The purpose of the event is simple – to provide an on-ramp for those new to open source (current professionals and students) and those simply needing a refresher on fundamental and foundational topics. World-class speakers will deliver talks on the tools, processes and emerging technologies integral to open source.
Open Source 101
POSSCON has cancelled their 2014 conference.
Although I was unable to attend the first day of events due to a conflicting meeting in Atlanta (TAG – Georgia Technology Summit) I did manage to attend the after hours party and an impromptu “Birds of a Feather” discussion on the NIH challenge of taking a developed product “open source”. Many options were presented including the Drupal and Apache models.
Some of the highlights of Day Two (Thursday)
The Synergy Between Open Source and Healthcare – A great history of Anesthesia system development and implementation at Duke.
Healthcare Panel Discussion – The panel contained all M.D.’s (something you never see at open source meetings) and was a great opportunity to get perspectives from practicing , government, academic, and commercial physicians.
Alembic Foundation – A background on the new foundation which will carry the CONNECT project forward.
The Development & Growth of the OpenEMR Project – An overview of the project history and current status (Certification under way).
Thank you again for the great job organizing the event and finding quality speakers. I look forward to another healthcare track next year.
The fourth annual Palmetto Open Source Software Conference (POSSCON) is March 23, 24, and 25 in Columbia, SC. This year POSSCON has included a track on healthcare.
The goal of the event is to provide affordable access to quality open source education in the southeast U.S, an area that currently has little of it.
Open source and public domain section in the Health IT Adoption Toolbox at HRSA.gov.
It appears the federal government is opening up bids to build a framework for open source solutions in future VistA development.
the Scope of Work from the SOW appears below
The two Open Source SMEs shall identify governance areas and provide strategic, industry focused insights for developing an Open Source governance Request for Information (RFI). Technical assistance, market research and requirements/objectives definition shall be required for the development of the RFI and acquisition documentation necessary to then issue a Custodial Framework Request for Proposal (RFP) in a subsequent procurement action. The Open Source SMEs shall provide insight on the operational relationship between VA and a proposed independent foundation that would govern an Open Source version of VistA. The federal and software acquisition SME shall work with the Open Source SMEs to contribute to defining VA’s acquisition strategy and development of acquisition documentation for the Open Source initiative.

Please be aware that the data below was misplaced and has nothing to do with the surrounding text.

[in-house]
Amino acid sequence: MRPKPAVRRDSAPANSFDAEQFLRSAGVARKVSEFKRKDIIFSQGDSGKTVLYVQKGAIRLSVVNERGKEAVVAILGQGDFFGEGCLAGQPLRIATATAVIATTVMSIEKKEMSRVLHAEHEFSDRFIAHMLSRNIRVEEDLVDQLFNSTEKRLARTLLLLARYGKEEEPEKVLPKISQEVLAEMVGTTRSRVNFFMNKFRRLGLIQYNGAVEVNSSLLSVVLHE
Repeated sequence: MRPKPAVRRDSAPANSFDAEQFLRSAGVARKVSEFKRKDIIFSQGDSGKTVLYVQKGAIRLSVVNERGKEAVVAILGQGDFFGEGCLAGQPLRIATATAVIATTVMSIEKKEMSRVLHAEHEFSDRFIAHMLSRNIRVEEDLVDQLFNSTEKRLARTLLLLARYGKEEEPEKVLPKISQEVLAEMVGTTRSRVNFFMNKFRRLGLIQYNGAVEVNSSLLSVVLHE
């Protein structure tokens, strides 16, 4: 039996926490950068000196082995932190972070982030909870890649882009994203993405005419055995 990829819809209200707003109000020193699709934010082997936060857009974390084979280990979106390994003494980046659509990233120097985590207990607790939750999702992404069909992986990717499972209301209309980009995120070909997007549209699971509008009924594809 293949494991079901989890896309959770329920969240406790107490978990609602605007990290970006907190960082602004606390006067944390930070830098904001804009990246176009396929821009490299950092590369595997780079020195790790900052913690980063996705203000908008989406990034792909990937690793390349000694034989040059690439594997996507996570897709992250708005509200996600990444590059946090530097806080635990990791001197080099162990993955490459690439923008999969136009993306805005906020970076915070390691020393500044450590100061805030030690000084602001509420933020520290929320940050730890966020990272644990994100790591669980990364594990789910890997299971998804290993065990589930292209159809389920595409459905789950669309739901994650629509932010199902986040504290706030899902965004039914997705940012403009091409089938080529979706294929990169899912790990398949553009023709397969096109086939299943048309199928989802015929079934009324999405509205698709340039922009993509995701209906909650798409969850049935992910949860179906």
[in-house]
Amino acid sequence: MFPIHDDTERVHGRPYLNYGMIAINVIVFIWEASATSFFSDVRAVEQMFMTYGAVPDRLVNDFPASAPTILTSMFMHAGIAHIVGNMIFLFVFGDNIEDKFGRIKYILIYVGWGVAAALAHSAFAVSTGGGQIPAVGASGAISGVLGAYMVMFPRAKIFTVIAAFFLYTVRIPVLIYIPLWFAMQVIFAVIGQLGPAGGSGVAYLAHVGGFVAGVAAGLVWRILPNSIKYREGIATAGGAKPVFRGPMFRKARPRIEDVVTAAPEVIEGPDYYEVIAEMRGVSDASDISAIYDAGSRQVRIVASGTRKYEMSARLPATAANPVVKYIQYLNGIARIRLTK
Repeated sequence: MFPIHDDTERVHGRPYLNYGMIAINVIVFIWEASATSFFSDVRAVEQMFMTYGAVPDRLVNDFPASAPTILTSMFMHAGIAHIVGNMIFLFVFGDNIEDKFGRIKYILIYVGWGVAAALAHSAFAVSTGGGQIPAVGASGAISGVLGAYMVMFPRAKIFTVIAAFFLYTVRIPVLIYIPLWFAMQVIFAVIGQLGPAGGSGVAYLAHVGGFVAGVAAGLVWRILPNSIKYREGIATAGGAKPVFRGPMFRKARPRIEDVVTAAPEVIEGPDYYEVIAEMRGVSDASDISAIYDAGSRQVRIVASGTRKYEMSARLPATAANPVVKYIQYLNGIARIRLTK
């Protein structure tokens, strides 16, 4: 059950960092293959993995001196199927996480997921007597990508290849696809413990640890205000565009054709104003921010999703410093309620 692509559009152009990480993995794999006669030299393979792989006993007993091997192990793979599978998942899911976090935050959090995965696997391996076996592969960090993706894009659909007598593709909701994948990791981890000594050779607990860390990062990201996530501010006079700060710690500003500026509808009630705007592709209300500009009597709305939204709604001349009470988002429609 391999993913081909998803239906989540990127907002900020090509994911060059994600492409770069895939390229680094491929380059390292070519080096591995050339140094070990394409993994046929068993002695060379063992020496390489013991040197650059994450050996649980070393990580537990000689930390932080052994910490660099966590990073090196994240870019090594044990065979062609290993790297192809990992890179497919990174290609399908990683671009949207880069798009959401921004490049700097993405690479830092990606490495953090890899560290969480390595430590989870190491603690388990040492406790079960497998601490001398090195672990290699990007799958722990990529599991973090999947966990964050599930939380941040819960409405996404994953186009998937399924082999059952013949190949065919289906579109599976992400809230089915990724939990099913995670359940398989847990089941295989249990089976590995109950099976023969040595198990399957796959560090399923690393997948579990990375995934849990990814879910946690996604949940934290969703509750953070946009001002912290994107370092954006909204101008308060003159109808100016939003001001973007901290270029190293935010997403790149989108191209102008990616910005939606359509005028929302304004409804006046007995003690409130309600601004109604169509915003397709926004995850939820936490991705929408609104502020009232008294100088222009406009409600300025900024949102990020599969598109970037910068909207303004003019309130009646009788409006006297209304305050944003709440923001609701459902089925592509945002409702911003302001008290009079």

It is apparent this article was placed to “sell” the concept that taking a proprietary software package “open source” has changed the market.
The first myth is that Allscripts is the first company to enter the open source healthcare market. The VA has been using an open source concept for their public domain system which has led to companies like MedSphere picking up market share outside the VA. Other open source EMR packages are available for the small practice market (OpenEMR, OpenMRS, WorldVista). One of the best interface engines (Mirth) has been around for years and is continuing to increase its share of the healthcare marketplace.
Hospitals are not “forced to deal with one vendor” but choose to based on cost (usually large discounts are involved) or the perceived concept that the systems are well integrated (another myth as many are a result of company acquisitions). Interesting that the CEO of Epic is concerned that “can be dangerous for patients” if you do not choose a single vendor. I wonder who that single vendor should be Judith? Years of “best of breed” system selection by hospitals seems to have proven the opposite.
Open Source Makes Debut in Health Care
Benefits of Free/Libre Open Source Software
in Health Care (FLOSS-HC)
Special track on FLOSS-HC projects and initiatives at Med-e-Tel 2011
After the success of its first edition at Med-e-Tel 2010 (23 speakers, 1 keynote presentation, 1 panel discussion), the Free/Libre Open Source Software in Health Care (FLOSS-HC) track 2011 aims to create the leading European summit bringing together FLOSS-HC developers, service providers and users from all over the world to cross-fertilize Open technological, business and social initiatives to shape the future of open health care systems.
Co-organized by the European Federation for Medical Informatics Free/Libre Open Source Working Group (EFMI LIFOSS WG), the International Medical Informatics Association Open Source Working Group (IMIA OS WG) and the International Society for Telemedicine & eHealth (ISfTeH), it offers a new platform for collaboration establishment, experience exchange and a unique opportunity to foster prospective thinking towards open, collaboratively developed systems in health care.
Call for participation